When it comes to emancipation of children for purposes of child support, does joining the Reserve Officer Training Corps (ROTC) in college equate to joining the Armed Forces? The Massachusetts Appeals Court addressed this issue in a recent decision.



In Bobblis v. Costa, the parties divorced in 2000. The mother retained custody of the children, and the father agreed to pay child support. The separation agreement between them provided the father would pay child support until the child reached the age of emancipation. In this case, it would be 23 if the child was enrolled in a college or post-secondary program. The agreement further provided that the father would cease paying child support if the child entered the Armed Forces.

In August of 2012, one of the parties’ children enrolled in a college program. He later also joined the ROTC on campus, having been offered a scholarship beginning in his junior year. The child signed two documents: a cadet contract, which governed his conduct as an ROTC member during college, and an enlistment document, which governed his enlistment after college. After graduation, in 2016, he joined the Army as an officer.

Subsequently, the father claimed that the child joining ROTC was equivalent to the child joining the Armed Forces, which served as an event of emancipation. The father filed for retroactive modification. He sought to end his child-support payments as of the child’s junior year of college, when the child first enrolled. The probate and family court judge rejected the father’s argument, and the father appealed.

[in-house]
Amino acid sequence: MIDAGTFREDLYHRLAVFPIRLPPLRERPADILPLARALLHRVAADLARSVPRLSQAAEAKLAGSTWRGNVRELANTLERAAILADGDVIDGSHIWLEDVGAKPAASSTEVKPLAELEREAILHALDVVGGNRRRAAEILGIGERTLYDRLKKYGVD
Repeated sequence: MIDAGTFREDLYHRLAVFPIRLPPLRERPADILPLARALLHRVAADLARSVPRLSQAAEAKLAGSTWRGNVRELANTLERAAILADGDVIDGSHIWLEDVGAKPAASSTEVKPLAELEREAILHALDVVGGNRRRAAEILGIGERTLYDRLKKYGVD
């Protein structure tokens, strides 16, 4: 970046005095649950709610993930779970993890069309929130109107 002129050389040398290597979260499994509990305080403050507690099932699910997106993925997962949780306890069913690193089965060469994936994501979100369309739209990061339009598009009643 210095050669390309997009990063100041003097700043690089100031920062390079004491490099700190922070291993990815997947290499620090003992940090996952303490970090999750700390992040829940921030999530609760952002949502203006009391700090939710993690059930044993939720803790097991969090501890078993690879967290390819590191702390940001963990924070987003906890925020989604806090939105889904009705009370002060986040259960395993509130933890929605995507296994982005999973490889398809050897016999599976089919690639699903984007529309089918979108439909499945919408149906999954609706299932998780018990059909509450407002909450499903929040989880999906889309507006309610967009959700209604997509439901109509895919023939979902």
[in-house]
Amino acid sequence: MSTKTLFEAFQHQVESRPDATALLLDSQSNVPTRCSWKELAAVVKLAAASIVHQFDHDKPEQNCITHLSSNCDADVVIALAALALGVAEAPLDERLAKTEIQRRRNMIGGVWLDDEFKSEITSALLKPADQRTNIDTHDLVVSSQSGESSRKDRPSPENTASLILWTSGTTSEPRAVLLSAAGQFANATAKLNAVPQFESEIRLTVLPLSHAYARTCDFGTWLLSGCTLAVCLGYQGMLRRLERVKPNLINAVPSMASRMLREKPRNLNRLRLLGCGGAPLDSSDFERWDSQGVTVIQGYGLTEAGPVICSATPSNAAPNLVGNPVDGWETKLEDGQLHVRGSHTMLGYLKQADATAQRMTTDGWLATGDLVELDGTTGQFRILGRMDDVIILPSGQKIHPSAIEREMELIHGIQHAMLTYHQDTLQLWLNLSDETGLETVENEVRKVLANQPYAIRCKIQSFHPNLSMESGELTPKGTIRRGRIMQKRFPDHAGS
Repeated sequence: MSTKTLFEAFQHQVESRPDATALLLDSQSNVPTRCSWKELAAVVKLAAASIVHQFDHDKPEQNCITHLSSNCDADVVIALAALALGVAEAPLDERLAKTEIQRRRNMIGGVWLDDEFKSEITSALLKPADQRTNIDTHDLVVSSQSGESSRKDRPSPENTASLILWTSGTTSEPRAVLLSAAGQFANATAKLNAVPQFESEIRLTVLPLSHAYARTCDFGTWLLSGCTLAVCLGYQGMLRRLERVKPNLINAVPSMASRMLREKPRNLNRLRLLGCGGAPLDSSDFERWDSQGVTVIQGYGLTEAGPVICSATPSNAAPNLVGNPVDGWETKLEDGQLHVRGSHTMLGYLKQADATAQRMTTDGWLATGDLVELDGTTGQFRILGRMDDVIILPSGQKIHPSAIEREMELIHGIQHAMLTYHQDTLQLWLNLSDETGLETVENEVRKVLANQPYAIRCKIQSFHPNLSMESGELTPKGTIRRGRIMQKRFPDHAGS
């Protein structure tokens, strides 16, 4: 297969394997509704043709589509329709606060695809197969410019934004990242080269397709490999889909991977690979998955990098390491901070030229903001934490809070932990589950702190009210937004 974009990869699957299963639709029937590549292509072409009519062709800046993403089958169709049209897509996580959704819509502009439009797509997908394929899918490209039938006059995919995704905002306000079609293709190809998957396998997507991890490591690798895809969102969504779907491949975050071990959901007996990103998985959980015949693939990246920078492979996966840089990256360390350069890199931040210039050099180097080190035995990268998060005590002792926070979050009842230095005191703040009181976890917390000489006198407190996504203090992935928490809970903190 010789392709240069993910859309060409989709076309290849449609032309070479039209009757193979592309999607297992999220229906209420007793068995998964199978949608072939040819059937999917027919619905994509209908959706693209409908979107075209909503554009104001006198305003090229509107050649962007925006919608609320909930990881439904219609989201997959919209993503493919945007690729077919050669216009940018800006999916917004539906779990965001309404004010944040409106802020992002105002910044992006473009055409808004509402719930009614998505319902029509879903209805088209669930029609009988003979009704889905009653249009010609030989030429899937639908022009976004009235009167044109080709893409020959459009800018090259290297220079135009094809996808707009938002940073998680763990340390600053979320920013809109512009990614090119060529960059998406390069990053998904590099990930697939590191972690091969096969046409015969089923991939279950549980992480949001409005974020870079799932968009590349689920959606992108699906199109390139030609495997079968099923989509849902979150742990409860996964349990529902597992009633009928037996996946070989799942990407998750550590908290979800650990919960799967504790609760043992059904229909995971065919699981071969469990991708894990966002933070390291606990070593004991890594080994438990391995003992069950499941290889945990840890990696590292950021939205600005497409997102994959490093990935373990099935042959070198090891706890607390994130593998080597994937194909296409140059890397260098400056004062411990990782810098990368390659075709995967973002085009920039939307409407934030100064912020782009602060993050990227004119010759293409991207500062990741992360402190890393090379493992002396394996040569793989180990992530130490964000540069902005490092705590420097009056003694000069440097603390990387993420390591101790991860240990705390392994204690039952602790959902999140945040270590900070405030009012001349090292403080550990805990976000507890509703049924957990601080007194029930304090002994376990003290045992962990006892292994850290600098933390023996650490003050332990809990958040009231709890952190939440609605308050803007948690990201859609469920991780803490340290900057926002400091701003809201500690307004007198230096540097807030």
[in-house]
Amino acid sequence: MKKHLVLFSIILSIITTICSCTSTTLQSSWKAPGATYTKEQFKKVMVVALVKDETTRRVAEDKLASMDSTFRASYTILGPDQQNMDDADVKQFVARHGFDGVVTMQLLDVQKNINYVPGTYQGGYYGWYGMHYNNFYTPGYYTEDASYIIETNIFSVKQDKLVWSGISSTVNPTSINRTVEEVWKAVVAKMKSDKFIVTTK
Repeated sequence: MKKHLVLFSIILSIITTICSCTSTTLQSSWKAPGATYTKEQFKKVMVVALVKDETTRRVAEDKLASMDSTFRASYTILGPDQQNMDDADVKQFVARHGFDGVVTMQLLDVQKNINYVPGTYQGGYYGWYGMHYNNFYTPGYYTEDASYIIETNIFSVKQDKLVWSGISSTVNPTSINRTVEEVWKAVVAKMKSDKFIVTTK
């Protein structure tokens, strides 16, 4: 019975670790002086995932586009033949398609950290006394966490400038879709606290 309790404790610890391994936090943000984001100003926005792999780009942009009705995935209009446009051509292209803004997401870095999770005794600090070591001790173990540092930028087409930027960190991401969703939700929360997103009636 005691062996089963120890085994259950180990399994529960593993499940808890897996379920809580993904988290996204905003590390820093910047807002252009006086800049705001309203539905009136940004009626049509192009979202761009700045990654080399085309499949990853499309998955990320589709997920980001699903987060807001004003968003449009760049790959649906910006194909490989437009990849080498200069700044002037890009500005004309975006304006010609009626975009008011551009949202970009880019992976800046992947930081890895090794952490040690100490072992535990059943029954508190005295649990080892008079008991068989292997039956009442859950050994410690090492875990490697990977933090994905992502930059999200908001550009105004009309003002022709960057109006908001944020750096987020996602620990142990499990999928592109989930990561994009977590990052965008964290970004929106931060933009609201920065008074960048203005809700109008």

The Massachusetts Appeals Court looked closely at the two documents signed by the child. It ultimately found that they did not serve as an event of emancipation. The Court held that the documents did not indicate the child entered the Armed Forces as a junior. Rather, he entered after he graduated.

“The contractual provisions of the enlistment document and cadet contract, as well as the statutory authority governing the ROTC program, demonstrate a clear distinction between participation in an ROTC program and military service under the ROTC program’s terms,” the Court noted. “As the trial judge noted, “[an] ROTC cadet is simply a scholarship student who receives some special training and has an obligation to perform military service or repay the funds received after participation in the program.” Importantly, the cadet contract and 10 U.S.C. §§ 2101 et seq. contemplate the possibility that a cadet may never enter active duty, for a number of reasons, and in such circumstances require the cadet to repay the Army for the scholarship.”

The Court also looked to other federal statutory and decisional law in contrasting ROTC and military service. As some examples, the Court explained federal law specifically distinguishes between ROTC and armed services in providing life insurance and death benefits. The Court affirmed the decision to deny a retroactive modification of child support payments.


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